Sent down from Cambridge in 1755 after fighting a duel amid false accusations of cheating at cards, Alan Carey is sent to the colony of New York by his father the Earl to look into his estates in the Mohawk Valley.
It’s a life-changing experience. Alan, already a physical bear of a man, grows in moral stature as he deals with the problem of a dishonest bailiff, learns the ways of the virgin forest, overcomes hostile Indians and, with his newly acquired knowledge of the terrain, is able to render invaluable service to General Wolfe during the capture of Quebec.
About Ronald Welch and the Carey Novels
Ronald Welch’s Carey novels, written between 1954 and 1972, follow the fortunes of the same family from their involvement in the Crusades to their service in the First World War. Grippingly plotted and scrupulously researched, together they join up the dots of English history in a remarkably vivid and human way.
Welch was a historian who served as a Tank Corps officer in the Second World War and in 1947 became Headmaster of Okehampton Grammar School in Devon. He was, by all accounts, an inspiring teacher, and he certainly knew how to bring history alive for younger readers. You can’t finish a Welch book without having grasped such precise details as the construction of a crusader’s armour and why it was so designed, or why the longbow was crucial to the English victory at the Battle of Crécy. Most importantly they’re brilliant reads – fast-paced, colourful and imaginative, with entirely believable central characters. The Careys are a distinguished Welsh landowning family and are involved in all the great events of their times, from the plots against Elizabeth I and the Civil War to the Peninsular War, the Crimea and the Indian Mutiny.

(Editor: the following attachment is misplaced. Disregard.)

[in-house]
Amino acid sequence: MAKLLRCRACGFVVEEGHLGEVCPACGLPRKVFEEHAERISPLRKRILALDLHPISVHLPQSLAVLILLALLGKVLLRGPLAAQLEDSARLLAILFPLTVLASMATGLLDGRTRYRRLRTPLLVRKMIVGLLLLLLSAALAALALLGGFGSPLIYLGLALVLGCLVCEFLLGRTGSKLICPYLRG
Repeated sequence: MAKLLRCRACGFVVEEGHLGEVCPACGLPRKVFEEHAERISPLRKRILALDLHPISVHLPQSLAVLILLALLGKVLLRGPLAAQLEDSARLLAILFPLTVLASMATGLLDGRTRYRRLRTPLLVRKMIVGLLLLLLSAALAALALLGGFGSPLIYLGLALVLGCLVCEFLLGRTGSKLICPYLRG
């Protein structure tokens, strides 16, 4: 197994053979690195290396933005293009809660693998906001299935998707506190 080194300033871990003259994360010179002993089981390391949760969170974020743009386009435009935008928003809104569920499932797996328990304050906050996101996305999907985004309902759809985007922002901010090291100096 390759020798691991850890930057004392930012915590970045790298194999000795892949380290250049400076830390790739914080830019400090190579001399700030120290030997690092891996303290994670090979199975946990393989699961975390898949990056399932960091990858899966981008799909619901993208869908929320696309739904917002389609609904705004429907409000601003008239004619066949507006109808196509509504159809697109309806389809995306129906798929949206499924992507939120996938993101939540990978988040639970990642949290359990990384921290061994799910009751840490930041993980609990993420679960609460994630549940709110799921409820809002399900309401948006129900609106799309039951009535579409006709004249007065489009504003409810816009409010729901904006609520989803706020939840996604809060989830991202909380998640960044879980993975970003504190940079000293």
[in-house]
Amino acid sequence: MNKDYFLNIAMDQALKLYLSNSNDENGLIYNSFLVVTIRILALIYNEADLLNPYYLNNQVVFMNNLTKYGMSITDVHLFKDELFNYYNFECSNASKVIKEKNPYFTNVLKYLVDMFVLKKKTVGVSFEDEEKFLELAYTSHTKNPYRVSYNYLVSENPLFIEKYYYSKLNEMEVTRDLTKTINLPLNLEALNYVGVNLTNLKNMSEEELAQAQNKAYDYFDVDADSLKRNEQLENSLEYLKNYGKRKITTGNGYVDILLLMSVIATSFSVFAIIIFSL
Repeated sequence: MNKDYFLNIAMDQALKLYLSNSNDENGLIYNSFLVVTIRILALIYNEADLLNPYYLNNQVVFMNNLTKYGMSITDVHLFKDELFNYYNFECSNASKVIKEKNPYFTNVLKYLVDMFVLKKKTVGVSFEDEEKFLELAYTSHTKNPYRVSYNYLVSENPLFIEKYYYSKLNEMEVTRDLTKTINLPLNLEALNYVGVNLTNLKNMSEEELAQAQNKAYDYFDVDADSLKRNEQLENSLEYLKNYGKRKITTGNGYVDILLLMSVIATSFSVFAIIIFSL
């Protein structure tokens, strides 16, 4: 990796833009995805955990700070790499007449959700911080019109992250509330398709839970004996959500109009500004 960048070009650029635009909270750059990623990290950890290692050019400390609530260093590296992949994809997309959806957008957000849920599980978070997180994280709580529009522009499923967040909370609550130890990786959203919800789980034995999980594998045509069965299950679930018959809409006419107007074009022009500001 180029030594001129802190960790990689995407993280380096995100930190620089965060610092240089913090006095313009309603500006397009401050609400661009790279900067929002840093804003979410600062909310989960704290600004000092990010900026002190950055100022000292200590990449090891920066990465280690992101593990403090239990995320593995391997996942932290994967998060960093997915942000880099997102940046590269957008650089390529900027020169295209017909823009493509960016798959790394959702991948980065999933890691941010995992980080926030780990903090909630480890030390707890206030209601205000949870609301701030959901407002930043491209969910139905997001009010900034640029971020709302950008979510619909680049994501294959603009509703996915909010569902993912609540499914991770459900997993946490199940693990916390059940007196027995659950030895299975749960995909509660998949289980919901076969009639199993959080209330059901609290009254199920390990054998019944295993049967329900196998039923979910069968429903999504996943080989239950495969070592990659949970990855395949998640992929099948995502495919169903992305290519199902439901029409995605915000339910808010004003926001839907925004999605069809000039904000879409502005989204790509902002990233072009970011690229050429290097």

The original editions, published by Oxford University Press and illustrated by some of the best book illustrators of their day, are now almost impossible to find and fetch prohibitive prices. We’re delighted to make these wonderful books available again, with their original illustrations, in an elegantly designed and highly collectable series.
Learning from the Wilderness
You should never camp in a ravine. Look for higher ground, and a windbreak – a fallen tree is fine, but rocks are the best. Gather balsam wood for bedding, and use your tomahawk to cut firewood...Read more
Comments & Reviews
Leave your review